The Perks of Being a Wallflower by Stephen Chbosky is a classic. Unfortunately, people hear the word “classic” and instantly retreat (I’ll admit to this one). This is a crying shame. Perks has so much to offer to anyone willing to read it.
Charlie’s coming-of-age story is timeless. There are extreme things happening in Charlie’s life, but these extremities don’t make the story any less relatable. It’s because Charlie writes letters, hypothetically to the book’s readers, that I think the story is one of a kind.
Perks came out in 1999, so Charlie’s high school years are based in the early 90s. I wasn’t in high school in the early 90s, but that doesn’t matter. What makes a high school authentic hasn’t changed much over the years, and Charlie’s high school looks a lot like high schools now. The fact that this story is still relatable, almost twenty years after it was published, proves that it is one of a kind and worth the attention it’s received.
There’s something about being allowed to read Charlie’s letters that makes Perks feel like a treasured, individual experience. Millions of copies of Perks have been sold worldwide, and yet reading this book feels uniquely special.
** Spoilers ahead. **
One reason I absolutely loved Perks was because of Candace’s subplot. How progressive this is. Candace gets pregnant in high school, by a guy who really isn’t very nice to her. Abortion is a taboo option, and yet she has the strength to know that she can’t have this child. I’d have to say that Candace’s story is my favourite subplot. I just love that Candace has the courage to make the right choice for herself, and that Charlie helps her through it.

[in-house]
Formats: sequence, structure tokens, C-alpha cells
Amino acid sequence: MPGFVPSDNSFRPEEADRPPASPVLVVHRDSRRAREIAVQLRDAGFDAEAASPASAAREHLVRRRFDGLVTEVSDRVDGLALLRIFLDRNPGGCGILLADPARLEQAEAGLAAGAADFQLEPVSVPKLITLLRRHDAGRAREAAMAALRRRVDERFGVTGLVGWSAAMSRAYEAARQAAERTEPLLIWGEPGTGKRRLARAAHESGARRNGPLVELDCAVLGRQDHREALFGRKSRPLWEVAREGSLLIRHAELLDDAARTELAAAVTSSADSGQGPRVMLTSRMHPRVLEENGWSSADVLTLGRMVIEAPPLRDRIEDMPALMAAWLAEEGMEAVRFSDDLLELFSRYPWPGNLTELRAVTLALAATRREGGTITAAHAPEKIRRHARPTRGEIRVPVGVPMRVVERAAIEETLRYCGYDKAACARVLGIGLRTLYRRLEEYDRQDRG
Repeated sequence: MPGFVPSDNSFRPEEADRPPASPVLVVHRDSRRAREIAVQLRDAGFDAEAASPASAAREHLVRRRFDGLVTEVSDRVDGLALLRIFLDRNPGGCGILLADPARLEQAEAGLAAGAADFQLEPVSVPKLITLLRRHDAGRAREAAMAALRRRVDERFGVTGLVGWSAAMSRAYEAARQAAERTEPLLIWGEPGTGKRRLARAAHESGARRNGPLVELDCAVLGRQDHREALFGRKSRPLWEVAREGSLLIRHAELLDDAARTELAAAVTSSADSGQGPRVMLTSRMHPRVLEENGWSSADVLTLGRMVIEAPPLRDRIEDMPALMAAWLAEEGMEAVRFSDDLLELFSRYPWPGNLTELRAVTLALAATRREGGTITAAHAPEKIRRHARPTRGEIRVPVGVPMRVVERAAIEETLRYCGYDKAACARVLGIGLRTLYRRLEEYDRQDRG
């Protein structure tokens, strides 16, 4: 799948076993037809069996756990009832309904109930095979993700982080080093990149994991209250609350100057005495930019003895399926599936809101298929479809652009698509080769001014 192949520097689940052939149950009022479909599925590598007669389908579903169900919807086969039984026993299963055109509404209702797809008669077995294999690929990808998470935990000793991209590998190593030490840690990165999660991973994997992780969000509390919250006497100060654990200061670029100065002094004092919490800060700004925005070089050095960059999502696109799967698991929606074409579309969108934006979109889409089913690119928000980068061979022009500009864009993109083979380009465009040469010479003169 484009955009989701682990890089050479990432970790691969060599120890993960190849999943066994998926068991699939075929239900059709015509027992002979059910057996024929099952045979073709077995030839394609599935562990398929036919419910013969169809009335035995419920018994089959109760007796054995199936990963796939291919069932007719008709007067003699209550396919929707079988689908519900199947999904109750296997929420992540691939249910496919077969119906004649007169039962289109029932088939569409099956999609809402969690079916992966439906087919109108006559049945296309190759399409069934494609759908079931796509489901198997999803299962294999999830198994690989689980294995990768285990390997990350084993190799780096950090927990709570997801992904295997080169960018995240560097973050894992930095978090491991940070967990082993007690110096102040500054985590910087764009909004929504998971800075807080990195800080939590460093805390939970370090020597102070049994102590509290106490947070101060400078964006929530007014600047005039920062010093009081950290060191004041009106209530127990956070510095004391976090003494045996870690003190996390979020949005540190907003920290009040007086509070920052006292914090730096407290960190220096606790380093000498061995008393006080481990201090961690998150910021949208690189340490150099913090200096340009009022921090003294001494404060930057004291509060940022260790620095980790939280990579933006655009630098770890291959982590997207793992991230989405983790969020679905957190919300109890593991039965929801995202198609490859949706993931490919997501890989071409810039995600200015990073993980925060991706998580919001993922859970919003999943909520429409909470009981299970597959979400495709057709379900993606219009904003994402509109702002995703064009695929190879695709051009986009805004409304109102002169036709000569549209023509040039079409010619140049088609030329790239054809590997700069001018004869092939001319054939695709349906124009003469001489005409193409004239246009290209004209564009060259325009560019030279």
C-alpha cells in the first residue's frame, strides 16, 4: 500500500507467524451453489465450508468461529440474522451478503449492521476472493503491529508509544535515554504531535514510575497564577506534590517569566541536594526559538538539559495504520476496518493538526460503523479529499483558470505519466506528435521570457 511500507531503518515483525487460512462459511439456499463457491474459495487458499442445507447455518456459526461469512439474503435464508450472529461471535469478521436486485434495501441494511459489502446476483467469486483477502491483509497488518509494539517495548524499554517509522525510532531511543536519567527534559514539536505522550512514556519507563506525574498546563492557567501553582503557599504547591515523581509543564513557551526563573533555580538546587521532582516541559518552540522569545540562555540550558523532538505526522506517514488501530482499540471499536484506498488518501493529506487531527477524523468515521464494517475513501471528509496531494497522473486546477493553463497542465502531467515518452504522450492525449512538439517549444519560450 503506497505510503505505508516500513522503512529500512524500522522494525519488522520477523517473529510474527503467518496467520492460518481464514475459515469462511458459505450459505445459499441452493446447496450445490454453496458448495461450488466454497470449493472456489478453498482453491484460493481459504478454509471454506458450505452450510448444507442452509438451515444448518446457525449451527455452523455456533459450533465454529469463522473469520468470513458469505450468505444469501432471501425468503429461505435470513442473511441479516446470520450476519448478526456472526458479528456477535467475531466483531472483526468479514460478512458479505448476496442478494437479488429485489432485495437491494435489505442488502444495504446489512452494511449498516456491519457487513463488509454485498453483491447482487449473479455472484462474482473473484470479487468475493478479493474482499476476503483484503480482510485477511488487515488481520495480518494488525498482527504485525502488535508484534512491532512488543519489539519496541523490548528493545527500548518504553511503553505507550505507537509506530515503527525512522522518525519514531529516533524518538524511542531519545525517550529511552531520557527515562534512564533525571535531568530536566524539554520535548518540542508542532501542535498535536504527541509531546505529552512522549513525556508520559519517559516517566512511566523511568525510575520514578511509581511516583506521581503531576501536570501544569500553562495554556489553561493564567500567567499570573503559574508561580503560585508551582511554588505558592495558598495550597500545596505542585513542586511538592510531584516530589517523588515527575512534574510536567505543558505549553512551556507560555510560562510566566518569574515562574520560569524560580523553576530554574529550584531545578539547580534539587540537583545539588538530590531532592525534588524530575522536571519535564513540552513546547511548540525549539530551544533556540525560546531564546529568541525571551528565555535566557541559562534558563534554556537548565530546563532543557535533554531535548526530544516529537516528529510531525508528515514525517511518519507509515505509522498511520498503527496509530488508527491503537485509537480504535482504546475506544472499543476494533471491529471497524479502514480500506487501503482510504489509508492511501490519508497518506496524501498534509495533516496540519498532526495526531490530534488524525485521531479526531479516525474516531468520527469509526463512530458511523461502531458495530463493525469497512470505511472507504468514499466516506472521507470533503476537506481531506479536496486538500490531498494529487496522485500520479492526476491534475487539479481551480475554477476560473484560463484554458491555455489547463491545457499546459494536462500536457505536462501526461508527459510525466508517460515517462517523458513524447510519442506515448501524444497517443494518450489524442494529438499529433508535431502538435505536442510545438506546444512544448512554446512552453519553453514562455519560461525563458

The title, I think, perfectly sums up Charlie. He is a wallflower, and until I read this book, I had negative connotations associated with being a wallflower. However, after being welcomed into Charlie’s world, I realize that being a wallflower can be this immensely beautiful thing.
The Perks of Being a Wallflower is a frequently banned title. I am an advocate for the #fREADom movement, so to know that this novel has happened into the hands of millions of people makes me endlessly happy. Suicide, molestation, domestic abuse, homosexuality, drug use, mental illness and abortion are parts of real life, and Perks has done all of these injustices, literary justice.
My full review of Stephen Chbosky’s The Perks of Being a Wallflower is also available on Goodreads. Have you read Perks? What did you think? Please leave a comment below (spoiler free)!